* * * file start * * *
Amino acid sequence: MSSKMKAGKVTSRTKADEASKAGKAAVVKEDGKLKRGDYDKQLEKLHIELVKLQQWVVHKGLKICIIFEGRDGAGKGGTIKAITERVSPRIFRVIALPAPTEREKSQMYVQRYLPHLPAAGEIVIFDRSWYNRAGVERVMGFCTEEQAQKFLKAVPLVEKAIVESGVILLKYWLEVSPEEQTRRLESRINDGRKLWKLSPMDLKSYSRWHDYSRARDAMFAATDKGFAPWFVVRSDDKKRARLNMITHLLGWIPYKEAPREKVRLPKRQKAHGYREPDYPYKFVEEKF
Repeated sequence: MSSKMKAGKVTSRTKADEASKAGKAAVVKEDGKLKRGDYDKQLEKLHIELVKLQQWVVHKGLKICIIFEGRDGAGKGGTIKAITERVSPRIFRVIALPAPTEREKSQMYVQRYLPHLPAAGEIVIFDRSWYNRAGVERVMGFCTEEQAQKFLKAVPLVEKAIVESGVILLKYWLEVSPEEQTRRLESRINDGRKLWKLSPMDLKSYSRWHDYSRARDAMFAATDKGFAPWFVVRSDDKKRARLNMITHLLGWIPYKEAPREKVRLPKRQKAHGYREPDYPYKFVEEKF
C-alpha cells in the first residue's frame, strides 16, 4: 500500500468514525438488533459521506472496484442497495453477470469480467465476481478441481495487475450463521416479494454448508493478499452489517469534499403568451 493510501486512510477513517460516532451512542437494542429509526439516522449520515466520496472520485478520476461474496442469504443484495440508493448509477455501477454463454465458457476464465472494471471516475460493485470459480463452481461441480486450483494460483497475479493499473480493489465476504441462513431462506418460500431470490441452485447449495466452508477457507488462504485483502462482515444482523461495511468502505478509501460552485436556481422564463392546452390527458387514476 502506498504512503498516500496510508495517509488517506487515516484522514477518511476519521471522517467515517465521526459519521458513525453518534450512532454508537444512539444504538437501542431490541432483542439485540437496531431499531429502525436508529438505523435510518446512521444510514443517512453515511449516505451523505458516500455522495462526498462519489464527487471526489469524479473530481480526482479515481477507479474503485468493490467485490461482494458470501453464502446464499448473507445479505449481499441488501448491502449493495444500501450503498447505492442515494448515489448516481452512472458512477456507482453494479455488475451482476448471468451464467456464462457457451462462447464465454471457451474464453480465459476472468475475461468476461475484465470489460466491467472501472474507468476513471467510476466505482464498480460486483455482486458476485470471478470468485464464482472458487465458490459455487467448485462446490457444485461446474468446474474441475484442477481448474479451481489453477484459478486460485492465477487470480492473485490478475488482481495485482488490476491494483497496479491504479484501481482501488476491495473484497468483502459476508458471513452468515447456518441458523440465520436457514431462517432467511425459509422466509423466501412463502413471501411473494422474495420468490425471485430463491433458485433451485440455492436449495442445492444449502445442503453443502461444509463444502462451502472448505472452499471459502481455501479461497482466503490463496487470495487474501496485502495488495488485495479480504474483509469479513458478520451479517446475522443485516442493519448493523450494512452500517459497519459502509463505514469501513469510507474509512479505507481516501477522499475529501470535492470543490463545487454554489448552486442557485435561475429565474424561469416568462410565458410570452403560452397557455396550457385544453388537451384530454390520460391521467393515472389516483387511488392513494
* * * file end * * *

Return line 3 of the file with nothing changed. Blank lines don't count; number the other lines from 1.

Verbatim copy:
C-alpha cells in the first residue's frame, strides 16, 4: 500500500468514525438488533459521506472496484442497495453477470469480467465476481478441481495487475450463521416479494454448508493478499452489517469534499403568451 493510501486512510477513517460516532451512542437494542429509526439516522449520515466520496472520485478520476461474496442469504443484495440508493448509477455501477454463454465458457476464465472494471471516475460493485470459480463452481461441480486450483494460483497475479493499473480493489465476504441462513431462506418460500431470490441452485447449495466452508477457507488462504485483502462482515444482523461495511468502505478509501460552485436556481422564463392546452390527458387514476 502506498504512503498516500496510508495517509488517506487515516484522514477518511476519521471522517467515517465521526459519521458513525453518534450512532454508537444512539444504538437501542431490541432483542439485540437496531431499531429502525436508529438505523435510518446512521444510514443517512453515511449516505451523505458516500455522495462526498462519489464527487471526489469524479473530481480526482479515481477507479474503485468493490467485490461482494458470501453464502446464499448473507445479505449481499441488501448491502449493495444500501450503498447505492442515494448515489448516481452512472458512477456507482453494479455488475451482476448471468451464467456464462457457451462462447464465454471457451474464453480465459476472468475475461468476461475484465470489460466491467472501472474507468476513471467510476466505482464498480460486483455482486458476485470471478470468485464464482472458487465458490459455487467448485462446490457444485461446474468446474474441475484442477481448474479451481489453477484459478486460485492465477487470480492473485490478475488482481495485482488490476491494483497496479491504479484501481482501488476491495473484497468483502459476508458471513452468515447456518441458523440465520436457514431462517432467511425459509422466509423466501412463502413471501411473494422474495420468490425471485430463491433458485433451485440455492436449495442445492444449502445442503453443502461444509463444502462451502472448505472452499471459502481455501479461497482466503490463496487470495487474501496485502495488495488485495479480504474483509469479513458478520451479517446475522443485516442493519448493523450494512452500517459497519459502509463505514469501513469510507474509512479505507481516501477522499475529501470535492470543490463545487454554489448552486442557485435561475429565474424561469416568462410565458410570452403560452397557455396550457385544453388537451384530454390520460391521467393515472389516483387511488392513494